What Have I Done With My Parking Pass?

I’ve looked everywhere I can think of:

  • In the car – in the normal storage spot, under the seat, between the seats, in the glovebox, backseat? Nope.
  • In my purse – outside pocket, inside pocket? Nope. Check all my purses that have been used this summer. Nope.
  • Where we keep the keys. Nope. Coffee table. Nope. Pile of mail. Nope.
  • Rob’s car. His mom’s car (because I did go somewhere with her last month). My mom’s car. Nope. Nope. Nope.

Argh. Where is my parking pass?

I know that I had the parking pass in my car earlier this summer. I used it when my mother and I vacationed in May. I remember putting it in my purse when I valeted my car at a conference in June.

Fortunately, I don’t use the parking pass very often anymore. And when my mom is with me, her pass is usually available (when we remember it).

My current parking pass (if I could just find it) doesn’t expire until next October in 2016. That’s a long time from now and as you know with MS, you hardly can plan when you might need a little assistance by parking closer to your destination.


So what should I do?

Should I wait for a year and receive the new pass on schedule? Should I contact the DMV and ask for a replacement?

I’m caught right in the middle between these choices. I did look at the DMV’s website, and initially I found conflicting information regarding replacement of a lost, stolen, or destroyed placard.

I strangely feel torn between simply going without and needing to have the parking pass available…just in case.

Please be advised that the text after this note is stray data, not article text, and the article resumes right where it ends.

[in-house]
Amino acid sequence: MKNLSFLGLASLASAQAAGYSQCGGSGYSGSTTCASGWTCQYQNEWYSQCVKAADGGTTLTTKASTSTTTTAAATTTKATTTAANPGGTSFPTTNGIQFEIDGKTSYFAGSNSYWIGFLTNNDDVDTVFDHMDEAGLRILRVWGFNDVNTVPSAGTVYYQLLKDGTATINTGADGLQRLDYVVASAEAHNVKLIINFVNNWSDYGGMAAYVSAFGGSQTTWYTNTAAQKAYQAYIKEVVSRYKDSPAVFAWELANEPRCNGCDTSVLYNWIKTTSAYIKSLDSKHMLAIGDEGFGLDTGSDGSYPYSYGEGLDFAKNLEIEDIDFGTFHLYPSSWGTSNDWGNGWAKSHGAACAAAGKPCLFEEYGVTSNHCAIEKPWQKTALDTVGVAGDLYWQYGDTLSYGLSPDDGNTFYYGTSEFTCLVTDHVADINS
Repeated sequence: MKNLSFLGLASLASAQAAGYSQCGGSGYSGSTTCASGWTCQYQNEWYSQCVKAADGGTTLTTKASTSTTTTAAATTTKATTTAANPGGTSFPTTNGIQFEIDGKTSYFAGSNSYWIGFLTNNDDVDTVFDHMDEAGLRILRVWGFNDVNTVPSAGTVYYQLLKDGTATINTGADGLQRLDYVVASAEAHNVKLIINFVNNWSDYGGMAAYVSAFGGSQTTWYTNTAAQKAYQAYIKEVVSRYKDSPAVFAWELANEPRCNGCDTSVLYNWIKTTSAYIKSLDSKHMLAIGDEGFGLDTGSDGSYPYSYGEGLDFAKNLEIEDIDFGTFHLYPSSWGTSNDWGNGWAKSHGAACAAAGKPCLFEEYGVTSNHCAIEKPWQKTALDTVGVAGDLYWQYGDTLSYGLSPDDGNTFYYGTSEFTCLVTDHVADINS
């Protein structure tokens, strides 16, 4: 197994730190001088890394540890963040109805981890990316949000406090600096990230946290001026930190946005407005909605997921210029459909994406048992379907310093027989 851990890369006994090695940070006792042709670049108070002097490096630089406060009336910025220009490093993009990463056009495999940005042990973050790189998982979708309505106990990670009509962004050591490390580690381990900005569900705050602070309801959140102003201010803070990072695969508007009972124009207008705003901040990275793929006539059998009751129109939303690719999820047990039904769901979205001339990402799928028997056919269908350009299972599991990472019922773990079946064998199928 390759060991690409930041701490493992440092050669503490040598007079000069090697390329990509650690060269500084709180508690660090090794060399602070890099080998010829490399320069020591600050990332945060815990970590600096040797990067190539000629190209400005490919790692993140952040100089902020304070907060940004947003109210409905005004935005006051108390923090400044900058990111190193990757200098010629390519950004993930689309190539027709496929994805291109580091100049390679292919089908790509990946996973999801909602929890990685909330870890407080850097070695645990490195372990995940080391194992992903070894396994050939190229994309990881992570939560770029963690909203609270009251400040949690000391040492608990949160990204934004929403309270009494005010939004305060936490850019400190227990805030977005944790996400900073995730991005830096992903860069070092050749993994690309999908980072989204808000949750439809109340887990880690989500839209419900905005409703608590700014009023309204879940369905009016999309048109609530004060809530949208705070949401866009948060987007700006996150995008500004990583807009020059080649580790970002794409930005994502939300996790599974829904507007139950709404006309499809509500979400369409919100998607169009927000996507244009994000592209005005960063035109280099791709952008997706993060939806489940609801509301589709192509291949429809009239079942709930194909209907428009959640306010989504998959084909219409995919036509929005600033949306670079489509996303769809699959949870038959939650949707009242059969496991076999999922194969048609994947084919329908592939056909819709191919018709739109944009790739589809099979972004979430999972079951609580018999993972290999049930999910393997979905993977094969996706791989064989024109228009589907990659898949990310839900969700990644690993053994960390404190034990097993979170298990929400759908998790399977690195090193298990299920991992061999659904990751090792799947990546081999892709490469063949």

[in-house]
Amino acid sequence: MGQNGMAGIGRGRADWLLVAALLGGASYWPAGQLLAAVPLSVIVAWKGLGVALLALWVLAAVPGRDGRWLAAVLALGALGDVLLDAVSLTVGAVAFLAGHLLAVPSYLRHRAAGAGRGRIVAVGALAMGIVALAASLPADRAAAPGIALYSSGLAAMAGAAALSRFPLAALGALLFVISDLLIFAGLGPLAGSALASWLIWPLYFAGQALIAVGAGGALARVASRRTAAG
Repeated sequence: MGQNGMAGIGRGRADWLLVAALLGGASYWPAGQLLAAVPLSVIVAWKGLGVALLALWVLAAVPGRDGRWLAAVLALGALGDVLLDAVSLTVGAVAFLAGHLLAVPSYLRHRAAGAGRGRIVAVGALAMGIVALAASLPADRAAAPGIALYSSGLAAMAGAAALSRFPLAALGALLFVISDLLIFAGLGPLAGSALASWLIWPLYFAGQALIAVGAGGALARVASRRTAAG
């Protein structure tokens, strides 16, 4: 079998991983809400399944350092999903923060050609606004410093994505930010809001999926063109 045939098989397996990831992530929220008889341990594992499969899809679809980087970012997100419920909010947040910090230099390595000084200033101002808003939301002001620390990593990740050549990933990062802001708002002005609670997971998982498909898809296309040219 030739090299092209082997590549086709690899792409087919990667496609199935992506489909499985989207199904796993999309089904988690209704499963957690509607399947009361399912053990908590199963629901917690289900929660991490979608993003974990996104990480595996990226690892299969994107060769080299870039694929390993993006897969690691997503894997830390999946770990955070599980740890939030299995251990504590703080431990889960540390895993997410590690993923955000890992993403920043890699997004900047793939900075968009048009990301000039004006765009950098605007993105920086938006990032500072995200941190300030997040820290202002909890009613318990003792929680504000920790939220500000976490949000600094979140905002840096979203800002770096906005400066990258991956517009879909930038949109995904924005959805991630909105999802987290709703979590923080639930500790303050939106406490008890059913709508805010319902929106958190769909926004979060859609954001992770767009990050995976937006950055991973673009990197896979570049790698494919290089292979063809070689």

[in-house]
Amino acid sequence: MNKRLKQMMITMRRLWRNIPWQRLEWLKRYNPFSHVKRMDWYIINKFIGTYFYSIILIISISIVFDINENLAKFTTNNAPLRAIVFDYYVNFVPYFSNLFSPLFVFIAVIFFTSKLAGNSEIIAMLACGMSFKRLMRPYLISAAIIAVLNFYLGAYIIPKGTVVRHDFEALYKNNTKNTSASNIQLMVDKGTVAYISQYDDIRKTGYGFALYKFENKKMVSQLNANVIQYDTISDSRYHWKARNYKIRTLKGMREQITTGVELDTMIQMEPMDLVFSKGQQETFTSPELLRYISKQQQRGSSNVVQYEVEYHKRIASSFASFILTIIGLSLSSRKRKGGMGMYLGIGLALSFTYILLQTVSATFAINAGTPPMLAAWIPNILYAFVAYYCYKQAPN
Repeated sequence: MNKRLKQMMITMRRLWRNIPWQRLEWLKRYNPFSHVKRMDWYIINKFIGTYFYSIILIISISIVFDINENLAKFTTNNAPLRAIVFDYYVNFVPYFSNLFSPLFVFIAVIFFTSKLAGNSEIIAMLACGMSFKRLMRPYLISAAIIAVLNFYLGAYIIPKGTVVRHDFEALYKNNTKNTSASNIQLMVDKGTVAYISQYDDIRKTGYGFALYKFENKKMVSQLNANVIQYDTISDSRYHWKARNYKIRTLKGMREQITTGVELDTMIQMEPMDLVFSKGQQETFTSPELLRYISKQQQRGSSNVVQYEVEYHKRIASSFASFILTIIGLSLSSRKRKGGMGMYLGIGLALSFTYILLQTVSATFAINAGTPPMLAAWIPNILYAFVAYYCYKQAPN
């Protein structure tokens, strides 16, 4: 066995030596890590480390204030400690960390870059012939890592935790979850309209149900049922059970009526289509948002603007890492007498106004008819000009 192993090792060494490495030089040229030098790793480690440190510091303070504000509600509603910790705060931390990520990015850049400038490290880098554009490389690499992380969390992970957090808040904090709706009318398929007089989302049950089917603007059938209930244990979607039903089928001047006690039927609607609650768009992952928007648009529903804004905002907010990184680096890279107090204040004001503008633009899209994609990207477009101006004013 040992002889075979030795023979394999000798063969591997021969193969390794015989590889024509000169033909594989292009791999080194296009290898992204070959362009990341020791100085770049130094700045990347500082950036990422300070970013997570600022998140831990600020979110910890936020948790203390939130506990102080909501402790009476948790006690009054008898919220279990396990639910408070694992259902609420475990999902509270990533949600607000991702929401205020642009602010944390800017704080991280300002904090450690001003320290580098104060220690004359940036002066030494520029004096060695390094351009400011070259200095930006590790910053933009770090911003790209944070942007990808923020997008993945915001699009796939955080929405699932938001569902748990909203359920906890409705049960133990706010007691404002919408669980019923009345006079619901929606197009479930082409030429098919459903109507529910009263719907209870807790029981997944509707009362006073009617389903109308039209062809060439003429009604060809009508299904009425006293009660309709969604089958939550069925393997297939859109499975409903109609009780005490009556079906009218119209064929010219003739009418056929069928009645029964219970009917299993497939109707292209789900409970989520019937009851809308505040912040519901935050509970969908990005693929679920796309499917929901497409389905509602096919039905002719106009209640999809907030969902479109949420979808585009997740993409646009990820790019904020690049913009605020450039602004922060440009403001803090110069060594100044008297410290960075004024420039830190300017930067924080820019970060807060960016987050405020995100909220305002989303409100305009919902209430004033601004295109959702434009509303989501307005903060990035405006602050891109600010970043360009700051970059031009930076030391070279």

Then I laugh at myself and wonder, “Why is this such a big deal, Lisa?” I didn’t feel hesitant when I first applied for the pass; I knew that I needed it. I was tripping off of sidewalks and had difficulty walking far distances.

But I don’t really NEED it now, most of the time.

Admittedly I use it at the grocery store, which has tons of handicapped parking spots available at any given time, to help demonstrate that these spots in the parking lot absolutely need to remain available for those who need them. If thee spots were always seen empty, I worry the business might take them away.

I use the tag when my mother or mother-in-law are traveling with us, especially if they don’t have their own placard with them.

Somehow having the pass in my car, not needing it, and choosing to park farther away from my destination to purposefully get more steps in for the day (as I routinely wear my FitBit One each day to roughly measure physical activity), makes me feel more confident.

My parking placard serves as a reminder that MS is not nearly as invasive as it once was in my life.

I haven’t decided what I’m going to do right now though, other than deciding to enjoy the knowledge that I’m doing well. Doing so well that I would dare to lose my disabled parking placard.

Lisa Emrich | Follow me on Facebook |Follow me on Twitter | Follow me on Pinterest

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